How to Make Your eBay Listings Stand Out


BE THE BUYER (not the seller) – Put yourself in your customers’ shoes. Think about a time you bought something on eBay. What process did you go through? How did your experience make you feel?

When you think like the buyer, you can “speak” to that person.

As a buyer, we go through 3 phases:

  3. BUY
  1. Search –The default search setting on eBay is “Best Match”. Most buyers don’t change that so let’s talk about how to make your item “Best Match”-worthy. As a buyer, think about the terms you would use to search the item you’re going to be selling. Start there, with your title. You only have 80 characters, so make good use of them!

TIPS for standing out in the Search phase

  • Make sure you choose the right category for your item.
  • Use relevant keywords – eBay considers a number of factors when ranking for “Best Match” and the relevance to the user’s search is one of them. A couple other factors include listing completeness, popularity of the item, seller’s reputation (which we could go into a whole other episode on!)
  • Minimize fluff (Words like “Cool”, “Nice”, “Wow”, etc.)
    • Maintain a professional look and feel for your listing.
  • Do a quick search of your own for the item you want to sell. The benefit of this is two-fold. It will give you ideas as to which keywords to use and it’ll also show you your competition so you know what you’re up against.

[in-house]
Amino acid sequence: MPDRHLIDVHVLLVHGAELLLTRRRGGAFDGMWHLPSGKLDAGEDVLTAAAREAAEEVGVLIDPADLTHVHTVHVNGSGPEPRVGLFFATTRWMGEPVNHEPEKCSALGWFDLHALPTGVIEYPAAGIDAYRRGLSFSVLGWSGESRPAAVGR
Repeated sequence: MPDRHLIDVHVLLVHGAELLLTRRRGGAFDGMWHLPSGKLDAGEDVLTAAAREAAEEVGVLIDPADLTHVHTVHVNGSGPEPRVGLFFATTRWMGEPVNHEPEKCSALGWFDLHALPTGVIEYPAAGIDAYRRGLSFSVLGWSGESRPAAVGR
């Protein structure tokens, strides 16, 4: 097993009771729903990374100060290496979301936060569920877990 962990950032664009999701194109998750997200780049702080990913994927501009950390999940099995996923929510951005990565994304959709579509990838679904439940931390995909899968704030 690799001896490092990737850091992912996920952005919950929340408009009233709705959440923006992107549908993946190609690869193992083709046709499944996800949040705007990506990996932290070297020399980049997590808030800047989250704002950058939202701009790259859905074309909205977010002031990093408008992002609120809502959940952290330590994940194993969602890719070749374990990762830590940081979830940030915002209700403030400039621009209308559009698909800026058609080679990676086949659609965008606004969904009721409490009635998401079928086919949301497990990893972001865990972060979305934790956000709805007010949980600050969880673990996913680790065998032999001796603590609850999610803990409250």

Think about what the buyer is looking at during the “Search” phase. Now think about how you’re going to make your listing stand out so you can move on to the next phase.

Here is an example of an eBay search for an iPhone.


Do’s and Don’t’s of a Good Title:



  • Use up to 80 characters to describe your item
  • Include details such as the brand name, designer, size, color, condition etc.
  • Make your title clear, concise and professional
  • State exactly what your item is, even if your title repeats the category name
  • Use sentence or title case
  • Use correct spelling
  • Use all capital letters
  • Use special characters like punctuation marks or asterisks
  • Include multiple synonyms (like purse, handbag, and bag)
  • Use words that don’t describe your item (wow or l@@k)
  • Use words that are false or misleading


  1. Refine – This is the phase where the buyer spends the most time with you (or your listing), so this is your time to shine! Some of the things they consider are the credibility of your listing, they’ll likely scroll through your photos, they’ll look at the price and the description. Right now, the buyer is likely looking at several other listings as well so these things will have to stand out for yours to be selected.
  • Take good quality photos – photos will make or break your listing
    • Lighting
    • Background
  • Include free shipping when you can (Side note: you may want to bake this into your starting price)
    • One of the first ways to turn a buyer off is to have high shipping charges
    • Studies show shipping charges are a leading cause of shopping cart abandonment